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CD Review: Blondie – Panic Of Girls


10th June 2011

By Martin Hutchinson

AMAZINGLY, for all the years that Blondie has been active, Panic Of Girls is only the band’s ninth studio album.

But, this much-anticipated release is a corker.

The album is available in three formats: as a download (from May 30th), as a physical eleven-track CD (from July 4th), and again from May 30th, as part of an exclusive Collector’s Fan Pack.

This last version is really the one to get for any number of reasons.

Firstly, it’s out earlier, also it’s available in over 3000 non-traditional music retail outlets such as Asda, Tesco and W H Smiths to name but three.

With this special pack – released as a collaboration with Future Publishing – there is a double-sided poster, four postcards featuring pictures of Debbie Harry taken by Chris Stein, six button badges and…. A 132 page magazine about the history of the band, the new album and with interviews with all band members.

Oh yes, the CD with the Fanpack has two extra tracks.

The album itself encapsulates the legendary sound and character of Blondie and includes tracks destined to become true Blondie classics.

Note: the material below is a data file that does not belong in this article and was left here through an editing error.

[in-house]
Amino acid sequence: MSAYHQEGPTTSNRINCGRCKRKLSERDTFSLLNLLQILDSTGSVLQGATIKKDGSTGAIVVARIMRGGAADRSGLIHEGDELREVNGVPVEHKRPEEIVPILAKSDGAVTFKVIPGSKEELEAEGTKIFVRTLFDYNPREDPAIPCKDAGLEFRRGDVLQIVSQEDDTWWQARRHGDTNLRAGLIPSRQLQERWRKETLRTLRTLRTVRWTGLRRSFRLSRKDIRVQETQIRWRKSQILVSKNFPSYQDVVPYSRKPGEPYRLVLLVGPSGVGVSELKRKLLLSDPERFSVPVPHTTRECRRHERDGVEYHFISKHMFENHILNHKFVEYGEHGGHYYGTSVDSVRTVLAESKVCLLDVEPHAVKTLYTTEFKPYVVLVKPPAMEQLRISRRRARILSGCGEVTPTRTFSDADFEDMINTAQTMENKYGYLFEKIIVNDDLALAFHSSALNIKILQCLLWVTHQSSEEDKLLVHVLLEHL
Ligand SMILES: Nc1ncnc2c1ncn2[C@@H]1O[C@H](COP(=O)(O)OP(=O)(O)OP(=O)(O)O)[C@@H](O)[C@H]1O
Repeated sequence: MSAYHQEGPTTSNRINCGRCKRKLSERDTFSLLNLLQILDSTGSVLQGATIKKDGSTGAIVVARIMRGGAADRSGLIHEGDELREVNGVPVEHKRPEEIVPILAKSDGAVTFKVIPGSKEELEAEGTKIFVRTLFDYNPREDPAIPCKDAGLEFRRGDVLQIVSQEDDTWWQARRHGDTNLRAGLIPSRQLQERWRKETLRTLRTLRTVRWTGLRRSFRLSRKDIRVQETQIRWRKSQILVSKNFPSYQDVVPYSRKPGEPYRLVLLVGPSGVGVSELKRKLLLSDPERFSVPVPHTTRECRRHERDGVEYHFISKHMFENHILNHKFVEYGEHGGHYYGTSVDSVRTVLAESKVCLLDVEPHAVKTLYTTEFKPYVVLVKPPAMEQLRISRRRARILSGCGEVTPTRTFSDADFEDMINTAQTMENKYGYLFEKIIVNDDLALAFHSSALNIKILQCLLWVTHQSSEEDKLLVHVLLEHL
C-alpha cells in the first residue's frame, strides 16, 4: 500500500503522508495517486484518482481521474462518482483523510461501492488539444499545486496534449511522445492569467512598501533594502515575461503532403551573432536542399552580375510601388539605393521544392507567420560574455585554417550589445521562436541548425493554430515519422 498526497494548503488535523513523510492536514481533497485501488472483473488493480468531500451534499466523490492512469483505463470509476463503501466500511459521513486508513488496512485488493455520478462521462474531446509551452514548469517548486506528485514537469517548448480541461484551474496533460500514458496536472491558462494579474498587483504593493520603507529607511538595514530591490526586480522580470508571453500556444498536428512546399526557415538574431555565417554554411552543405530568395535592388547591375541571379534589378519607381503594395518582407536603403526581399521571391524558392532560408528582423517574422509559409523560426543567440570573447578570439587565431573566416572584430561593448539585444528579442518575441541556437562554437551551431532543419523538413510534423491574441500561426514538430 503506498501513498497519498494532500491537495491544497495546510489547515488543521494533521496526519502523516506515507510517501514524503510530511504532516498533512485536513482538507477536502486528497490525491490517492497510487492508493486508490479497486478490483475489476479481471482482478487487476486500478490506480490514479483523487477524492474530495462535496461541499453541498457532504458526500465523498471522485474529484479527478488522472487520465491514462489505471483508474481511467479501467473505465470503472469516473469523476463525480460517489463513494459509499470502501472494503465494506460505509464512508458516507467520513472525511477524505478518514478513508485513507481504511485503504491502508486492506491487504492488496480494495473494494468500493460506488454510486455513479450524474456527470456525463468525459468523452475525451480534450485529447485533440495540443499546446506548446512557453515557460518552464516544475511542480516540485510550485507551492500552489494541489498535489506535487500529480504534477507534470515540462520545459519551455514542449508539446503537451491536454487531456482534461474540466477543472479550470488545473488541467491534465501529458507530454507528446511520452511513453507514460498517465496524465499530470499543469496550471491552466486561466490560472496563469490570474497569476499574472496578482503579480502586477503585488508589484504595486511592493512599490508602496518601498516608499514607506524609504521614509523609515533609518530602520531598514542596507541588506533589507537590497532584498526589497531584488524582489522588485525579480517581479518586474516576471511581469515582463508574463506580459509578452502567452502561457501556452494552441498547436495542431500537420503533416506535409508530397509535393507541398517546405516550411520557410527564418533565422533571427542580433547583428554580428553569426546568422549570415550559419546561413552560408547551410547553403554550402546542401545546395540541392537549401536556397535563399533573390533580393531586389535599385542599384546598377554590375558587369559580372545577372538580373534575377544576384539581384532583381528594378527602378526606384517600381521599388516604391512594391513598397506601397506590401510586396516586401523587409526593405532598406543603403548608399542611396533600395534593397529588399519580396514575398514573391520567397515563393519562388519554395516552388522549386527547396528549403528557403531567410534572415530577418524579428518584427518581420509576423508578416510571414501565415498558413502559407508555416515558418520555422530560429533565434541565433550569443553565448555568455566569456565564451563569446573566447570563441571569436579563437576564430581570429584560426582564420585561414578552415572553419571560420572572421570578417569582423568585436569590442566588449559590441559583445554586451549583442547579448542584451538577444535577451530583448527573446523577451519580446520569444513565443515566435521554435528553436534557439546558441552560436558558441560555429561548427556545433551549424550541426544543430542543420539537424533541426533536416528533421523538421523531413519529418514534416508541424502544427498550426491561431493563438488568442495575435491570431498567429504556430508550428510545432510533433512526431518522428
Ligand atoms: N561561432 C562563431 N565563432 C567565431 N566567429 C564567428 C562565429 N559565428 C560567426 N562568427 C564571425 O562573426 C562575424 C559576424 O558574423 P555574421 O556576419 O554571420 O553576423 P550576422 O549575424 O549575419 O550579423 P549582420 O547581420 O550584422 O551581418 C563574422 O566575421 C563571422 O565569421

The single Mother is a slice of electro-pop that conjures up images of the nightclub after which it is named – it also immediately went on Radio 2’s playlist.

The reggae intro to Sunday Smile evokes memories of The Tide Is High, and Debbie Harry dusts off the French phrasebook with Le Bleu.

The excellent bonus tracks are Horizontal Twist and Mirame.

The band still has the core of Debbie, Chris Stein and Clem Burke along with Leigh Foxx, Matt Katz-Bohen, Tommy Kessler and Paul Carbonara (who has since left the band).

Produced by Jeff Saltzman (The Killers) and Kato Khandwala (My Chemical Romance), this album proves that there’s life still lurking in those blonde roots.


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